1. When a potential concussion is identified the player shall be removed immediately from the field.
  2. The NFL team physician and the unaffiliated neurotrauma consultant (UNC) will:
    • Review the video of the play
    • Perform a focused neurological examination
  3. Madden Rule: If there is suspicion of a concussion, the player will be escorted to the locker room for a full assessment
  4. If the player is diagnosed with a concussion, there is NO same-day return to play
  5. If the player passes the exam, he will be monitored for systems throughout the game.

As we witnessed on Sunday, Cam Newton was only ushered to the blue medical tent and then back to the bench. We have to assume the team physician and the unaffiliated neurotrauma consultant did their due diligence to protect him from further harm. Mr. Newton claimed after the game there was a problem with his eye rather than a head injury. I’m of the mind that the human eye is a part of the head and further examination may be necessary. Then again, I am only playing a doctor in this piece.

Why am I concerned about this protocol and the possible failure to adhere to it? In the last 8 years I have seen the reports and talked to the expert witnesses who testify about traumatic brain injury and chronic traumatic encephalopathy (CTE). The real doctors take it very seriously. The damage from CTE is immense and life altering.

I can tell you from my personal experience, the number of doctors specializing in TBI and CTE has at least doubled (probably tripled) in my time at Experts.com. They come in a wide range of medical specialties:

My concern is the medical professionals do what is right for Cam Newton, even if he is only interested in getting back to the game.

With all this said, I want to invite a couple of my friends, both lawyers and former college football players, to respond on this topic in their own time and on their own blogs.

So, to Bernard Nomberg of Nomberg Law Firm and Morris Lilienthal of Martinson & Beason, what say you? Did the Panthers fail to follow protocol? Does the protocol need to change?

UPDATE: January 12, 2018

We asked for input from the lawyers mentioned above. We have received both of their responses in blog posts!

From Morris Lilienthal – Protecting Players: Following Concussion Protocol is a Must.

From Bernard Nomberg – Big Hit on Cam Newton Calls into Question NFL Concussion Protocol.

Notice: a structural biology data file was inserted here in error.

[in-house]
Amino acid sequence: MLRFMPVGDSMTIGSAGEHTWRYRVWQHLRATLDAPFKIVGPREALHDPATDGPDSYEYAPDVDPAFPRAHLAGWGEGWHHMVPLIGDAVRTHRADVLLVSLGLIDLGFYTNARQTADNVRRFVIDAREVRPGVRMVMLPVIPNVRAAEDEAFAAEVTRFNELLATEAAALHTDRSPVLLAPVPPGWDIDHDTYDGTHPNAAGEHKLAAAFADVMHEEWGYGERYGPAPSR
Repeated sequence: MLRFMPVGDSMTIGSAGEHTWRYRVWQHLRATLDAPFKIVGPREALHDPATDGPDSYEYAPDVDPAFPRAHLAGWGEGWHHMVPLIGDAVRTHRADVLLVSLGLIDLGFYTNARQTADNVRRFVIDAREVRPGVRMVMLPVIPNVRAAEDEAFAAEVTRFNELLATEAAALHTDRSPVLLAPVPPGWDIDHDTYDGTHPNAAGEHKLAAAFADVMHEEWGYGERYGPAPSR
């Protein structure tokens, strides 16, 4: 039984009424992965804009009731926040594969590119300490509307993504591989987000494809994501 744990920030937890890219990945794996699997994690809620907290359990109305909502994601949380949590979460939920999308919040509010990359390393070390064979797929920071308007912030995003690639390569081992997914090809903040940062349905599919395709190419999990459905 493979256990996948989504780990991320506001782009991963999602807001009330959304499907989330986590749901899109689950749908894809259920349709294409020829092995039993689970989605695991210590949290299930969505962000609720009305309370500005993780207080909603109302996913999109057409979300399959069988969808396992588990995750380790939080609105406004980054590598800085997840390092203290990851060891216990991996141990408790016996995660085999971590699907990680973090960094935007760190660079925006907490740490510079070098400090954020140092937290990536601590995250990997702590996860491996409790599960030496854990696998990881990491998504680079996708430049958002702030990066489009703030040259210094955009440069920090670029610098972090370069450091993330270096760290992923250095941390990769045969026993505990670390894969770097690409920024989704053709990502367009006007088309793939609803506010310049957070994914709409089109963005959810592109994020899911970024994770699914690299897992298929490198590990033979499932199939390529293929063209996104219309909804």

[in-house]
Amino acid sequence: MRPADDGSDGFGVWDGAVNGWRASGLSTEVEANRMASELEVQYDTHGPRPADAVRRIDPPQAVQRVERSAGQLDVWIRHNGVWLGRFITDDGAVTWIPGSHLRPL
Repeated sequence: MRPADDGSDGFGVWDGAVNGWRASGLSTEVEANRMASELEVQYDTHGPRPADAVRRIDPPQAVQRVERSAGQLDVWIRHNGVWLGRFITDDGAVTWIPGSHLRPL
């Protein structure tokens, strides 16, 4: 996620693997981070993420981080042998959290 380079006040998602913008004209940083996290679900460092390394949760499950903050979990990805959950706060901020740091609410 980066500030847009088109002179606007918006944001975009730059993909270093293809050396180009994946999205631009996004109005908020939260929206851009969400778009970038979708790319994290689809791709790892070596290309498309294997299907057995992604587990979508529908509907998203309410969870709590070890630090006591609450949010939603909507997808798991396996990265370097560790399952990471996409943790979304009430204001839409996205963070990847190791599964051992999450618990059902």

Psychology

Mistrial Due to Expert Witness Testimony

A Stamford, CT judge declared a mistrial yesterday in the sexual assault case of a minor by police officer, Anthony Santo. Attorney for Santo, Gary Mastronardi, filed a motion for a mistrial after testimony offered by Child Guidance Center ‘s Dr. Larry Rosenberg, was so prejudicial to Santo that, “even striking his testimony would not keep the jurors from considering it in their deliberations.”
Interestingly enough, in a case argued by Mastronardi earlier this year, Connecticut’s Supreme Court upheld an appellate court reversal of the conviction of a Fairfield man on felony risk of injury charges. The Supreme Court agreed that the trial court abused its discretion by allowing an Expert Witness to indirectly testify about the truthfulness of a complaint’s allegations.
In this case, Dr. Rosenberg, a Psychologist, testified that 93 percent to 95 percent of the children who alleged sexual abuse are being truthful. The other five to seven percent were found to be coached by a parent. As there was no divorce or custody dispute in this case,  the inference was too strong that the girl was a victim of sexual abuse. “He went too far,” said Mastronardi. “He improperly and inappropriately commented on the credibility of the witness….” Comerford admitted that an error had been made in allowing Rosenberg’s testimony on the percentages of truthful minor sex-abuse victims. As a result, substantial damage was done to the defendant’s case. “Essentially what he was saying was the woman was telling the truth,” Comerford said. Based on the Supreme Court’s earlier decision regarding the truthfulness of a complaint’s allegations, Comerford granted Mastronardi’s motion.

Psychology

Psychology of Negotiation

What is the best way to approach a legal opponent?  Some would say the old “adversarial”  attack is the most effective – to come out with fists flying.  In other words, YOUR agenda as the TKO.  From a psychological standpoint, a little sparring would better serve your purpose.

It is common in many sports to put yourself in the shoes of your opponent so that you can better anticipate their moves.  The same is true for legal negotiations.  According to Dr.  Kenneth J. Manges, PhD, a Forensic Psychology Expert, sometimes it is necessary to, “…Give your perspective a rest and invest yourself in opposing counsel’s position.”  In his article entitled,Psychologically Speaking©: Negotiation 101,” Dr. Manges goes on to say, …”Role playing your opponent will prepare you for their way of thinking, which will in turn get you thinking more clearly about how you have to counter what they have to offer.”

Read Dr. Manges’  Full Article

Dr. Kenneth J. Manges is a Vocational and Psychological Expert with over 30 years of experience. He is certified in Forensic Psychology, Emotional Trauma, Wage Loss, Disability, and Crisis Intervention and is recognized as an Expert in Post Traumatic Stress Disorder